2010: 43. The Hemingses of Monticello

“A number of years back, while at the Massachusetts Historical Society for a speaking engagement, I had the chance to read through the original version of Thomas Jefferson’s Farm Book…”

The Hemingses of Monticello: An American Family, Annette Gordon-Reed

       This is a phenomenal book. I bought it in an airport, waiting for a much delayed flight, so I feel like I have to thank AirTran for being such a crap airline, or I’m not sure I would have ever gotten around to picking it up or spending four hours straight reading it.  So, as a preamble, hurray for the state of modern transportation.

       Anyway, this is a scholarly examination of the Hemings family, better known as the family of Sally Hemings, Thomas Jefferson’s slave mistress.  In fact, the relationship is more complex than that - Sally was Jefferson’s wife’s sister, such that she and her brothers and sisters were the slaves of her father and his white daughters.  Because of their relationship to one of America’s most famous men, there is more information about this family available than almost any other slave family in American history, and it allows Gordon-Reed to write a history that is unlike any other that I’ve read before.  And she absolutely knocks it out of the park.  She not only writes a well-written history of the family from the earliest recorded family member, Elizabeth Hemmings through Sally Hemmings’s generation (and some discussion of her children and their descendants), but she also cogently analyzes the many, many difficult issues that we as modern reader need to grapple with in trying to understand the incomprehensible relationships that existed between these people.  Gordon-Reed tries to make a world where a brother-in-law’s wealth exists largely because of his ownership of his wife’s brothers, sisters, aunts and uncles understandable to a modern sensibility.  And, of course, it is not understandable - and never really can be, but Gordon-Reed grapples with the issues there as best as anyone possibly could.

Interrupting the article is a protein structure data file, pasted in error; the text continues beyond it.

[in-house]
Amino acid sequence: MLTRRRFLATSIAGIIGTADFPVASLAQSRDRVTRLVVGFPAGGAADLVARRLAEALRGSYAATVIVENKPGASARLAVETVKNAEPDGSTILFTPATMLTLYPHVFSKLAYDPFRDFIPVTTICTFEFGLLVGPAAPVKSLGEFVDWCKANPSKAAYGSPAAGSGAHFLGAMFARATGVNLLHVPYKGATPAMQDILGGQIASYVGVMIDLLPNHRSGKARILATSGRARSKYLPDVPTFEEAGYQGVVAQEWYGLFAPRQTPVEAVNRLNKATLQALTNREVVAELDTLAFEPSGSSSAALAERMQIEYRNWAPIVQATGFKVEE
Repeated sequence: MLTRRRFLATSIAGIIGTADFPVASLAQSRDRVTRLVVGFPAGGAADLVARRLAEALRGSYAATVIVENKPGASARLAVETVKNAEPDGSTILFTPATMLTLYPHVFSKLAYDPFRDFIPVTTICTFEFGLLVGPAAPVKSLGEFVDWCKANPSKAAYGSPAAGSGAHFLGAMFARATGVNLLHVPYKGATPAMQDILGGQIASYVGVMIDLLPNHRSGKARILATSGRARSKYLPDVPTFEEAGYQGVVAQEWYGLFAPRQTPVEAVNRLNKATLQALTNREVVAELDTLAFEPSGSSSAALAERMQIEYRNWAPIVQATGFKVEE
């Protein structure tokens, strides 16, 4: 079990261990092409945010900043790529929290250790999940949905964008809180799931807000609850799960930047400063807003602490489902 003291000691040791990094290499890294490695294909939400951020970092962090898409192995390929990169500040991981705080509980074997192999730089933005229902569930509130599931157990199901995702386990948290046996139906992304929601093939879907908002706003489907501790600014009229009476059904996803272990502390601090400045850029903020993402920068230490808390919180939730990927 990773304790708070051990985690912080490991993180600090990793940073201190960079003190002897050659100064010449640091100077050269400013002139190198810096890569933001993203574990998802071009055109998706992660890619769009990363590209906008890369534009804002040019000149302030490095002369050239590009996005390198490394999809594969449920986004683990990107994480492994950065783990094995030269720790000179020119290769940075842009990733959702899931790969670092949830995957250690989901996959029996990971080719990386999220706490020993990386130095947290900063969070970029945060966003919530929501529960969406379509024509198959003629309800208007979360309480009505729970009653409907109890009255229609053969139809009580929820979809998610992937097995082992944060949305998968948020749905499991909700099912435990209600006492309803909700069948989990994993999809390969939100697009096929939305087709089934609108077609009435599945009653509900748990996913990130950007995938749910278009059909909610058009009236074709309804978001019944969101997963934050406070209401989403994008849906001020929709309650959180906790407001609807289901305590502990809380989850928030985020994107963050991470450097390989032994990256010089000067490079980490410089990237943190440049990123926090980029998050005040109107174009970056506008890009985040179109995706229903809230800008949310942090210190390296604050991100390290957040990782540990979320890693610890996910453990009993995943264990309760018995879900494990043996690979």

And, oh, there is so much here to deal with here - more than I can give it in a blog review, really - I think this is a book to really read and chew over, not for me to flippantly go through while I’m facing my 25 book blog backlog.  But to touch on one issue, I wanted to say that while it’s all fascinating - and while I appreciate that the book isn’t a book about Jefferson, but about a whole family that has until recently been erased from history, there is no doubt that the Jefferson stuff is some of the most thought-provoking in the book.*   And even here, Gordon-Reed draws our focus from Jefferson to Sally Hemings, and helping us try understand her, and her choices.** 

      So, go and read it.  It won the Pulitzer, deservedly, and it’s a necessary book as we, even all this time later, try to grapple with what slavery wrought on this country.

Date/Place Completed:  June 2010; D.C.

Categories: Non-Fiction; American President Project

*Ah, perhaps this is my euro-centric bias! Or have I been spoiled by years of dead white man history.  Or maybe, at the end of the day, the fact is that Thomas Jefferson is one of the most interesting and contradictory men in history, such that he’s always going to pull focus in a work. 

** Like the fact that she (and her brother) could have stayed in France and been free, but that she instead came home and lived the rest of her life with Jefferson, and then using that as a starting point to really try to grapple with what their relationship was - oppression? love? both? 

© Carrie Dunsmore 2017